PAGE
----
By Paschal Njoku
A Nigerian student, Peter Genger, of the Arthur V. Mauro Centre for Peace and Conflict Studies, St. Paul’s College, University of Manitoba, Canada, has emerged co-winner of the 2019 Nahlah Ayed Prize for Student Leadership and Global Citizenship.
Speaking on the development, an elated Genger said that he never believed his little pieces of leadership service would gain a rewarding recognition.
“I never thought that my little pieces of leadership service would gain a rewarding recognition as noble as the Nahlah Ayed Prize for Student Leadership and Global Citizenship. I sincerely appreciate the award.
“This award has made me to realize that there is no service that is too little or too much to give. The most important thing is for one to keep serving with sincere concern for humanity. After all, there is joy in true leadership and service,’’ Genger said.
Genger, a Ph.D candidate in Peace and Conflict Studies (PACS) holds extensive experience in facilitating dialogue and peace education. With a master’s of education in inter-religious dialogue from Boston College and a master’s from the joint M.A. program in PACS, he continues to promote peaceful, responsible citizenship through his research.
Genger’s inclination for study and practice is on the resort and entrenchment of African Indigenous peacemaking opportunities to address conflicts and development challenges in African communities, in resonance with the African Union’s declaration for African solutions for Africa’s problems. He has put his ideas forward in significant publications and presentations like how corruption in Nigeria can be defeated with Indigenous wisdom.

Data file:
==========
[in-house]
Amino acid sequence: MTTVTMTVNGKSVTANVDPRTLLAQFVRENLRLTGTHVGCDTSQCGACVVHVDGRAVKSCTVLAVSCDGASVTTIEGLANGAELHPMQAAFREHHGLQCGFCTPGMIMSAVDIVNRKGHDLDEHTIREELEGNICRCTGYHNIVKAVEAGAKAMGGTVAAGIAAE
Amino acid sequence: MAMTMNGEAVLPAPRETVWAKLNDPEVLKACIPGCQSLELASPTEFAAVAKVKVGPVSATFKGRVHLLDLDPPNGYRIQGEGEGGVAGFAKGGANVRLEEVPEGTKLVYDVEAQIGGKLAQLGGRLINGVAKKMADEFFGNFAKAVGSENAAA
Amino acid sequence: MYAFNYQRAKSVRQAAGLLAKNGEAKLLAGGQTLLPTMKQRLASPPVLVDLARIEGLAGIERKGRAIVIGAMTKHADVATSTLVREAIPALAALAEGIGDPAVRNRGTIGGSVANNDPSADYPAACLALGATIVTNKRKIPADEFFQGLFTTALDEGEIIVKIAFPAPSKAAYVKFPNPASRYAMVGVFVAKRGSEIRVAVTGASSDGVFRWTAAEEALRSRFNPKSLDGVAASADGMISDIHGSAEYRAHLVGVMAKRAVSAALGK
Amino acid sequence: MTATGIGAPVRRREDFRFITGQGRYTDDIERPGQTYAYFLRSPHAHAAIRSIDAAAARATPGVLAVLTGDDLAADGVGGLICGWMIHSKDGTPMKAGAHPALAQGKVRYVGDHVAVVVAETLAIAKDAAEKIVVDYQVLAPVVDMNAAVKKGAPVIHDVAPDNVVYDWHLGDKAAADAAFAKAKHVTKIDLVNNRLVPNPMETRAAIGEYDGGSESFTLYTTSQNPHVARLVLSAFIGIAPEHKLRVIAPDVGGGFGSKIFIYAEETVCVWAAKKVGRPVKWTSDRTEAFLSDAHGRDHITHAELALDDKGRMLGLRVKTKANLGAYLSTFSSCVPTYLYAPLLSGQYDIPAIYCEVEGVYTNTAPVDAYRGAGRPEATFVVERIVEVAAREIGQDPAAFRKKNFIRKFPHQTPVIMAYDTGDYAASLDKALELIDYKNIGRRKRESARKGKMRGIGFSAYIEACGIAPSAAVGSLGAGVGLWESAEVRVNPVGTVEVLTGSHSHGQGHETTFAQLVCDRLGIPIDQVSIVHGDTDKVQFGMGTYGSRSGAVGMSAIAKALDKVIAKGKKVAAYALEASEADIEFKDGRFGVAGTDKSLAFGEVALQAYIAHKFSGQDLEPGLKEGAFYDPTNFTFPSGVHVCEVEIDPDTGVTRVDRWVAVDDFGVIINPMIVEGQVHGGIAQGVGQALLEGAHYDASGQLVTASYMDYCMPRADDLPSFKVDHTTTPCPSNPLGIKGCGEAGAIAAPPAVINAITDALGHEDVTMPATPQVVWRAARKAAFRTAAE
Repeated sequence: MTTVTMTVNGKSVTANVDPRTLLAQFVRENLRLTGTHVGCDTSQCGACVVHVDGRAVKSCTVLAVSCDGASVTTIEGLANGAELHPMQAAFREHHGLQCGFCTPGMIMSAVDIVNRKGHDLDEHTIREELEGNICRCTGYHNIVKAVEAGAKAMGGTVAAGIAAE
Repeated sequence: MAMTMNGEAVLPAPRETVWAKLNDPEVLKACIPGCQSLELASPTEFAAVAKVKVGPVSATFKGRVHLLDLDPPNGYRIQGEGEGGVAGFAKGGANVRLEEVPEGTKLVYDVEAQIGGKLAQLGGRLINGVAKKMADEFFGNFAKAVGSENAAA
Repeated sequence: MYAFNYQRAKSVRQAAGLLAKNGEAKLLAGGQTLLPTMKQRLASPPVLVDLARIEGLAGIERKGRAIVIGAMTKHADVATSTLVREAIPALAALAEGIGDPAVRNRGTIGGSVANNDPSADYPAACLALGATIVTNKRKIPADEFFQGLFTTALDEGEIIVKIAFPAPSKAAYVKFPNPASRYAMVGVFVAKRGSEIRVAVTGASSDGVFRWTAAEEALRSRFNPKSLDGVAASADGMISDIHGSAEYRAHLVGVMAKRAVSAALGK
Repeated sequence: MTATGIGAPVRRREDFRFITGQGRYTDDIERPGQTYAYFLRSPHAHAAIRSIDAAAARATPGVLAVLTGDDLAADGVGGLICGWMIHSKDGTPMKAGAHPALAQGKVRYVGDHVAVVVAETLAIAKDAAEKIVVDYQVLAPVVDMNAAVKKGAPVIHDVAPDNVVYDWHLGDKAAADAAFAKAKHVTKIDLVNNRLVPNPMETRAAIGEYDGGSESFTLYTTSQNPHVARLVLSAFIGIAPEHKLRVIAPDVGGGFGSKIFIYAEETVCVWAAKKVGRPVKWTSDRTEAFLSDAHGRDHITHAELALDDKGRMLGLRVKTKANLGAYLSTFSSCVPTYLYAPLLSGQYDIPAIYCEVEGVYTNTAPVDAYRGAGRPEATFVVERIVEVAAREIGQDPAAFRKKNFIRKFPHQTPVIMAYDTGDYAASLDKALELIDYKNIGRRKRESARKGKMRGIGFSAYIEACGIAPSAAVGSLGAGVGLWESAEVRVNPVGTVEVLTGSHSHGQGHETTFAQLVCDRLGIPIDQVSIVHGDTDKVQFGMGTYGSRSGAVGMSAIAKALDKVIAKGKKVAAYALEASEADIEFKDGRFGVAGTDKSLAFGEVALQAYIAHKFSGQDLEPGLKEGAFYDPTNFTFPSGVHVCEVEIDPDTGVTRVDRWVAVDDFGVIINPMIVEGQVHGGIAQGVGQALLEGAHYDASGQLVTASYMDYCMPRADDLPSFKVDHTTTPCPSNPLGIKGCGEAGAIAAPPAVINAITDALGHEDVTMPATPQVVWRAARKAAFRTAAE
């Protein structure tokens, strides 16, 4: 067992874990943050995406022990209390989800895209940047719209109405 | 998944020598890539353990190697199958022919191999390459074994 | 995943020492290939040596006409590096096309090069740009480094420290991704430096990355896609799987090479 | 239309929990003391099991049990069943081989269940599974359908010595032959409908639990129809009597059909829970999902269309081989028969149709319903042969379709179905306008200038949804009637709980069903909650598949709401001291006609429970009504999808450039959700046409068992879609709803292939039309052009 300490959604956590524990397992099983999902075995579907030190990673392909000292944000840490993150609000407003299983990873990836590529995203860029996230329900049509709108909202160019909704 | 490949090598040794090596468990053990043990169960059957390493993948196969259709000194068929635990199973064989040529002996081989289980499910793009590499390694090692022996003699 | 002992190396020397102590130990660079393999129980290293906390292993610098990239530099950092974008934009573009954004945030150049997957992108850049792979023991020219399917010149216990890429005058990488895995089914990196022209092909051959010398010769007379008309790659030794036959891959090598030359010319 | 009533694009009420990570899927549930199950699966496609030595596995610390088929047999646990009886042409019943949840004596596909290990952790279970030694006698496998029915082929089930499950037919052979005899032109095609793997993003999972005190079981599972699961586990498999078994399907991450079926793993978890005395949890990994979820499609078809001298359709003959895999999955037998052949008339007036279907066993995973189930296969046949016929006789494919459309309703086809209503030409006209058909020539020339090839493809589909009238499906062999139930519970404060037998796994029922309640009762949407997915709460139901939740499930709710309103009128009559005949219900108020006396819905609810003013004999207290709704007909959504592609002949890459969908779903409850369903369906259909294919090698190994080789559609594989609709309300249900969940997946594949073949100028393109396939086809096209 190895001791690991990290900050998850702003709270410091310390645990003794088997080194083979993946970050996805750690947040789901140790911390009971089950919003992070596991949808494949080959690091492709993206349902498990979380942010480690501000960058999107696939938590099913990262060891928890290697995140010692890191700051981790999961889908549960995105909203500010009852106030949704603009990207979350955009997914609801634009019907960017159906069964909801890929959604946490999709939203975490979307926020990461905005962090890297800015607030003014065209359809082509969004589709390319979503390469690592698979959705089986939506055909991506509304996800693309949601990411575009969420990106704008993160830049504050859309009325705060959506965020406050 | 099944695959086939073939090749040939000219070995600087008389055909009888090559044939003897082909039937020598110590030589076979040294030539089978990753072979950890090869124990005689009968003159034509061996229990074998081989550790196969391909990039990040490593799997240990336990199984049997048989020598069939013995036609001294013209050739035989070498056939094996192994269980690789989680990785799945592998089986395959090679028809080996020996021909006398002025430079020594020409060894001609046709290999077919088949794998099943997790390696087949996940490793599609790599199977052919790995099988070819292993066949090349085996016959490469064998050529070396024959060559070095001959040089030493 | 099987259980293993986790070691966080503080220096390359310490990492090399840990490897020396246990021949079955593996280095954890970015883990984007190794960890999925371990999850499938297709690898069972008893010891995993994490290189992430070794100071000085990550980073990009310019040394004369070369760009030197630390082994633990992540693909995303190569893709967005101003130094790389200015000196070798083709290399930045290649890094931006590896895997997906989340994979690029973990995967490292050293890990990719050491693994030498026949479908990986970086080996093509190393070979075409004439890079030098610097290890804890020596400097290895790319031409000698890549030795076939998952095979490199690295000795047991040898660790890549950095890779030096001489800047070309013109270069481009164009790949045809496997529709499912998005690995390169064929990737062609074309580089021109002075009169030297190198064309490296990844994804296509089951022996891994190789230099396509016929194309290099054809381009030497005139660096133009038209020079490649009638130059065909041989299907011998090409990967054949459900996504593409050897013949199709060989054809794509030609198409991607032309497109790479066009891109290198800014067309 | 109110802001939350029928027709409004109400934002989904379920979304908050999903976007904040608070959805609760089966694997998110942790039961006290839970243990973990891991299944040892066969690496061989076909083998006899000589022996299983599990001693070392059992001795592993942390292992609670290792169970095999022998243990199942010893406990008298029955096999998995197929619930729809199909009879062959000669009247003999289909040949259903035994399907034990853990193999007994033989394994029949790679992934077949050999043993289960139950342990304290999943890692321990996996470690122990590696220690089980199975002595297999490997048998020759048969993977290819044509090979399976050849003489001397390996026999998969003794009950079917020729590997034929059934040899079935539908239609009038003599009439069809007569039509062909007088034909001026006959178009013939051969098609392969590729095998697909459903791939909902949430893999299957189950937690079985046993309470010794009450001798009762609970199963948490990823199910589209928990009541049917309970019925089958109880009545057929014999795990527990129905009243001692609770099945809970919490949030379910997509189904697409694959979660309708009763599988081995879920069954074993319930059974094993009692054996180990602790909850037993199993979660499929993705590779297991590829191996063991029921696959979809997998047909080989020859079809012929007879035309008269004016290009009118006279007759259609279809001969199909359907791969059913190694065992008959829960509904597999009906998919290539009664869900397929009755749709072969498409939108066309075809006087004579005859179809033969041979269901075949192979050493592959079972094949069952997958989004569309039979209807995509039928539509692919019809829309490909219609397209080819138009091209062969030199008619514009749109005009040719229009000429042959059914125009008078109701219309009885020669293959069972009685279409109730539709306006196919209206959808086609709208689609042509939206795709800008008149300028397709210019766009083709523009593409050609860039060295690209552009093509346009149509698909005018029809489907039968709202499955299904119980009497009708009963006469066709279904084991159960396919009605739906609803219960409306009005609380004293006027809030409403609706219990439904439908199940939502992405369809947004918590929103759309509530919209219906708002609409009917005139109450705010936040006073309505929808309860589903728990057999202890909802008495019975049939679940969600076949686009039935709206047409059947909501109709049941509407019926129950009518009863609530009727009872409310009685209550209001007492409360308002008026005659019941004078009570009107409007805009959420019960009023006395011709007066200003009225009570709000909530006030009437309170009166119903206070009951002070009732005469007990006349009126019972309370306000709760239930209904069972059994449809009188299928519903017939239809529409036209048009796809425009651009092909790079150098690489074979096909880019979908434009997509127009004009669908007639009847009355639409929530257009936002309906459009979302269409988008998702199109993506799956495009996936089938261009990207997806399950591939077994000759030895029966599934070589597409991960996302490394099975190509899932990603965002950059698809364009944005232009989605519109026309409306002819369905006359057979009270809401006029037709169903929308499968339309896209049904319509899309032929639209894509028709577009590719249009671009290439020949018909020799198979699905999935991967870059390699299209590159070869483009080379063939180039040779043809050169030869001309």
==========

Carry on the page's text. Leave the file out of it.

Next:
In Nigeria, he worked on community-building and conflict resolution initiatives within local communities among other peacemaking activities. He has coordinated inter-faith dialogue and peacemaking workshops for various groups in Winnipeg, including children’s camps, youth groups and community gatherings.
On campus, Genger demonstrated his leadership skills across many initiatives, and is currently the University of Manitoba Graduate Students’ Association’s volunteer representative on the faculty of arts research committee.
Ashley Hayward, a student of the same college, also was awarded with the prestigious prize.Commending the duo for their outstanding feat, the Director, University of Manitoba International Centre, Susie Taylor, said that both Peter and Ashley have made remarkable contributions to both local and global communities.
“Both Peter and Ashley have made remarkable contributions to both local and global communities, and we are honoured to recognize them for their commitment, leadership and passion. They truly exemplify the spirit of the Nahlah Ayed Prize,’’ she added.
Every year, the University of Manitoba students who demonstrate exceptional commitment and leadership skills and whose actions help to bridge the local and the global are awarded the Nahlah Ayed Prize for Student Leadership and Global Citizenship. The prize is named after Nahlah Ayed, a CBC foreign correspondent, alumna and honorary degree recipient.